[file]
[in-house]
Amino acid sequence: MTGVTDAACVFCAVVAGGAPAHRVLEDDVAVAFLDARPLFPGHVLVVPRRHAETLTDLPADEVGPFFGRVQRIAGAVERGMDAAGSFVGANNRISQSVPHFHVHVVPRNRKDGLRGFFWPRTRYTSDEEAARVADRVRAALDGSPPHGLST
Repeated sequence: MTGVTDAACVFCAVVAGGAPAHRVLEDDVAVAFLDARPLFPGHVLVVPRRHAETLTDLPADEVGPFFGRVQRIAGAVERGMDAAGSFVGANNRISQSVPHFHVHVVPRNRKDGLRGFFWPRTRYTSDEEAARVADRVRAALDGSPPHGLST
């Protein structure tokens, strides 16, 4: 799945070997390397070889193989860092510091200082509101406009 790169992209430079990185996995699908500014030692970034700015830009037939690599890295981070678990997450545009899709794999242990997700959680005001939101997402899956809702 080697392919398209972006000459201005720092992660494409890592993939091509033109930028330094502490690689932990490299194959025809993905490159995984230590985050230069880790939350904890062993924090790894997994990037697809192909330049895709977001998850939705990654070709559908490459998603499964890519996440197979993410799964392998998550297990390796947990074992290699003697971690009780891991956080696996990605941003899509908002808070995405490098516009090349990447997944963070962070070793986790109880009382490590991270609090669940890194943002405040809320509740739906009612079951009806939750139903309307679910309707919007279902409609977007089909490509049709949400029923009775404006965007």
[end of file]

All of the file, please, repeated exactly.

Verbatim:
[in-house]
Amino acid sequence: MTGVTDAACVFCAVVAGGAPAHRVLEDDVAVAFLDARPLFPGHVLVVPRRHAETLTDLPADEVGPFFGRVQRIAGAVERGMDAAGSFVGANNRISQSVPHFHVHVVPRNRKDGLRGFFWPRTRYTSDEEAARVADRVRAALDGSPPHGLST
Repeated sequence: MTGVTDAACVFCAVVAGGAPAHRVLEDDVAVAFLDARPLFPGHVLVVPRRHAETLTDLPADEVGPFFGRVQRIAGAVERGMDAAGSFVGANNRISQSVPHFHVHVVPRNRKDGLRGFFWPRTRYTSDEEAARVADRVRAALDGSPPHGLST
């Protein structure tokens, strides 16, 4: 799945070997390397070889193989860092510091200082509101406009 790169992209430079990185996995699908500014030692970034700015830009037939690599890295981070678990997450545009899709794999242990997700959680005001939101997402899956809702 080697392919398209972006000459201005720092992660494409890592993939091509033109930028330094502490690689932990490299194959025809993905490159995984230590985050230069880790939350904890062993924090790894997994990037697809192909330049895709977001998850939705990654070709559908490459998603499964890519996440197979993410799964392998998550297990390796947990074992290699003697971690009780891991956080696996990605941003899509908002808070995405490098516009090349990447997944963070962070070793986790109880009382490590991270609090669940890194943002405040809320509740739906009612079951009806939750139903309307679910309707919007279902409609977007089909490509049709949400029923009775404006965007």